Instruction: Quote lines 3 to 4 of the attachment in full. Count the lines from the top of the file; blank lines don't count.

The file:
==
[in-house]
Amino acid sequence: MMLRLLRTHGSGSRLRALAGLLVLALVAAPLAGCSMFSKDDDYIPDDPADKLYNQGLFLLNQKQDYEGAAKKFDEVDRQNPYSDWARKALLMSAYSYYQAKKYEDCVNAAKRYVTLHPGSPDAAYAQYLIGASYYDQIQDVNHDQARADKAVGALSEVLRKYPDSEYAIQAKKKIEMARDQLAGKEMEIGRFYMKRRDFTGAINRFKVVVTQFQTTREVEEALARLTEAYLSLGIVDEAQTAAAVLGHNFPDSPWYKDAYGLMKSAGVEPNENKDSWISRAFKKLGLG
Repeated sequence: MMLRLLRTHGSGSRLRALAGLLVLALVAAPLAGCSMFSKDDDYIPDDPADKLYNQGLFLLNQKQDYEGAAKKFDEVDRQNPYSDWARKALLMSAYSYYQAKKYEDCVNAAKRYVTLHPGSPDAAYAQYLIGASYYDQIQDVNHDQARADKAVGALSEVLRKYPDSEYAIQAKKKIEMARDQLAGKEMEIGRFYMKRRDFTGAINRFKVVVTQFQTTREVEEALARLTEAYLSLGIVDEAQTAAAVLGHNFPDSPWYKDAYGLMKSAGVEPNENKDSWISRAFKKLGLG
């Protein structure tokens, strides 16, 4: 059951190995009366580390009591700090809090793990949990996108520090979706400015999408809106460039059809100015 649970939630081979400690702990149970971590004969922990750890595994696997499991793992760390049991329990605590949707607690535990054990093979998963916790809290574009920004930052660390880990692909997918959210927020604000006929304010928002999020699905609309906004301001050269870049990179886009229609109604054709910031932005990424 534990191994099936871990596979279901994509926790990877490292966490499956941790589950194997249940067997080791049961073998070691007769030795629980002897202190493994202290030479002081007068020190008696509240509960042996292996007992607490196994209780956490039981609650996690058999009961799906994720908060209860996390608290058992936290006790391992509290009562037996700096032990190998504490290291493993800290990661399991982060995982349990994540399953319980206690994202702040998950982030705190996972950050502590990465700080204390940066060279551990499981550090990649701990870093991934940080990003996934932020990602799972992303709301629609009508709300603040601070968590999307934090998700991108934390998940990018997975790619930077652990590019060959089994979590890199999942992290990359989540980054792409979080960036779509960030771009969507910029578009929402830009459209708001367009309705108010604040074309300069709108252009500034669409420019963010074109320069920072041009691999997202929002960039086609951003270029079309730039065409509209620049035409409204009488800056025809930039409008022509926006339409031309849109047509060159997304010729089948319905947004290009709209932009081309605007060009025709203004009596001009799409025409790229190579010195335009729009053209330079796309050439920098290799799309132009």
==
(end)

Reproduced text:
Repeated sequence: MMLRLLRTHGSGSRLRALAGLLVLALVAAPLAGCSMFSKDDDYIPDDPADKLYNQGLFLLNQKQDYEGAAKKFDEVDRQNPYSDWARKALLMSAYSYYQAKKYEDCVNAAKRYVTLHPGSPDAAYAQYLIGASYYDQIQDVNHDQARADKAVGALSEVLRKYPDSEYAIQAKKKIEMARDQLAGKEMEIGRFYMKRRDFTGAINRFKVVVTQFQTTREVEEALARLTEAYLSLGIVDEAQTAAAVLGHNFPDSPWYKDAYGLMKSAGVEPNENKDSWISRAFKKLGLG
């Protein structure tokens, strides 16, 4: 059951190995009366580390009591700090809090793990949990996108520090979706400015999408809106460039059809100015 649970939630081979400690702990149970971590004969922990750890595994696997499991793992760390049991329990605590949707607690535990054990093979998963916790809290574009920004930052660390880990692909997918959210927020604000006929304010928002999020699905609309906004301001050269870049990179886009229609109604054709910031932005990424 534990191994099936871990596979279901994509926790990877490292966490499956941790589950194997249940067997080791049961073998070691007769030795629980002897202190493994202290030479002081007068020190008696509240509960042996292996007992607490196994209780956490039981609650996690058999009961799906994720908060209860996390608290058992936290006790391992509290009562037996700096032990190998504490290291493993800290990661399991982060995982349990994540399953319980206690994202702040998950982030705190996972950050502590990465700080204390940066060279551990499981550090990649701990870093991934940080990003996934932020990602799972992303709301629609009508709300603040601070968590999307934090998700991108934390998940990018997975790619930077652990590019060959089994979590890199999942992290990359989540980054792409979080960036779509960030771009969507910029578009929402830009459209708001367009309705108010604040074309300069709108252009500034669409420019963010074109320069920072041009691999997202929002960039086609951003270029079309730039065409509209620049035409409204009488800056025809930039409008022509926006339409031309849109047509060159997304010729089948319905947004290009709209932009081309605007060009025709203004009596001009799409025409790229190579010195335009729009053209330079796309050439920098290799799309132009």